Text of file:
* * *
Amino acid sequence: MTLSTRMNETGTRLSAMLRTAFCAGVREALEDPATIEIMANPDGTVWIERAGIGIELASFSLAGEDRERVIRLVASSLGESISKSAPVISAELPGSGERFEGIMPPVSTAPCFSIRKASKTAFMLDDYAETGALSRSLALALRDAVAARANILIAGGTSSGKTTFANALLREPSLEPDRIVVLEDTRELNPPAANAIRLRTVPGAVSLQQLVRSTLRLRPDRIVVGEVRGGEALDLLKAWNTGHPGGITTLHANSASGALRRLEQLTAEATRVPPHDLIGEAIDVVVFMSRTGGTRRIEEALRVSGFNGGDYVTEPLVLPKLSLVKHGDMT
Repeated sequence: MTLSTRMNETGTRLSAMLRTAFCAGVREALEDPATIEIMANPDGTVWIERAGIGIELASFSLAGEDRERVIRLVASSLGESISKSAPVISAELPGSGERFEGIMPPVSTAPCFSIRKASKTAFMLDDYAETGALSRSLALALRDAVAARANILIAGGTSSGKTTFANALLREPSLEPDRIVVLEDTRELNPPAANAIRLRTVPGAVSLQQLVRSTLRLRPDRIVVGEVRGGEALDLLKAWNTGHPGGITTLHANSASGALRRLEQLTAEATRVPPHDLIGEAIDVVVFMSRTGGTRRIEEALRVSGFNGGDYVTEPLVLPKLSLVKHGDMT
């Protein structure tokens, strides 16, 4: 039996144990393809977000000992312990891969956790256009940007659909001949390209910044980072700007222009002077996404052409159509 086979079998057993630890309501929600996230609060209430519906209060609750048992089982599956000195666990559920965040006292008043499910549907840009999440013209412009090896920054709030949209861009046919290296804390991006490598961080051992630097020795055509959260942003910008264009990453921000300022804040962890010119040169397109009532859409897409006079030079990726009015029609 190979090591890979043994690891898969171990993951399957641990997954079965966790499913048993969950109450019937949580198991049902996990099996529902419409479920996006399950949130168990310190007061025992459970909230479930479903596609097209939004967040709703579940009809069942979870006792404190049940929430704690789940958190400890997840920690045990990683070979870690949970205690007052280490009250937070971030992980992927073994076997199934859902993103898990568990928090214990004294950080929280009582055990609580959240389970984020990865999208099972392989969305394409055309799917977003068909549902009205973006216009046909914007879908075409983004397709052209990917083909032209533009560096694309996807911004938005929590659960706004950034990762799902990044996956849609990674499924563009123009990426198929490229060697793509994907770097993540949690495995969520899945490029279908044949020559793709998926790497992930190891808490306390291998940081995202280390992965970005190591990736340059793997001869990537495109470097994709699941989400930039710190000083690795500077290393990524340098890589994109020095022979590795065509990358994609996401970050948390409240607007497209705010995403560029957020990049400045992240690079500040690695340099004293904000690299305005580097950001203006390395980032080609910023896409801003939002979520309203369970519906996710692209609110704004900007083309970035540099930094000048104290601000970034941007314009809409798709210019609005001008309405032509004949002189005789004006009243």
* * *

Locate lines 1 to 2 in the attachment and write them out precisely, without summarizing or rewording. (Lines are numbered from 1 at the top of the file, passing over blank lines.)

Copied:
Amino acid sequence: MTLSTRMNETGTRLSAMLRTAFCAGVREALEDPATIEIMANPDGTVWIERAGIGIELASFSLAGEDRERVIRLVASSLGESISKSAPVISAELPGSGERFEGIMPPVSTAPCFSIRKASKTAFMLDDYAETGALSRSLALALRDAVAARANILIAGGTSSGKTTFANALLREPSLEPDRIVVLEDTRELNPPAANAIRLRTVPGAVSLQQLVRSTLRLRPDRIVVGEVRGGEALDLLKAWNTGHPGGITTLHANSASGALRRLEQLTAEATRVPPHDLIGEAIDVVVFMSRTGGTRRIEEALRVSGFNGGDYVTEPLVLPKLSLVKHGDMT
Repeated sequence: MTLSTRMNETGTRLSAMLRTAFCAGVREALEDPATIEIMANPDGTVWIERAGIGIELASFSLAGEDRERVIRLVASSLGESISKSAPVISAELPGSGERFEGIMPPVSTAPCFSIRKASKTAFMLDDYAETGALSRSLALALRDAVAARANILIAGGTSSGKTTFANALLREPSLEPDRIVVLEDTRELNPPAANAIRLRTVPGAVSLQQLVRSTLRLRPDRIVVGEVRGGEALDLLKAWNTGHPGGITTLHANSASGALRRLEQLTAEATRVPPHDLIGEAIDVVVFMSRTGGTRRIEEALRVSGFNGGDYVTEPLVLPKLSLVKHGDMT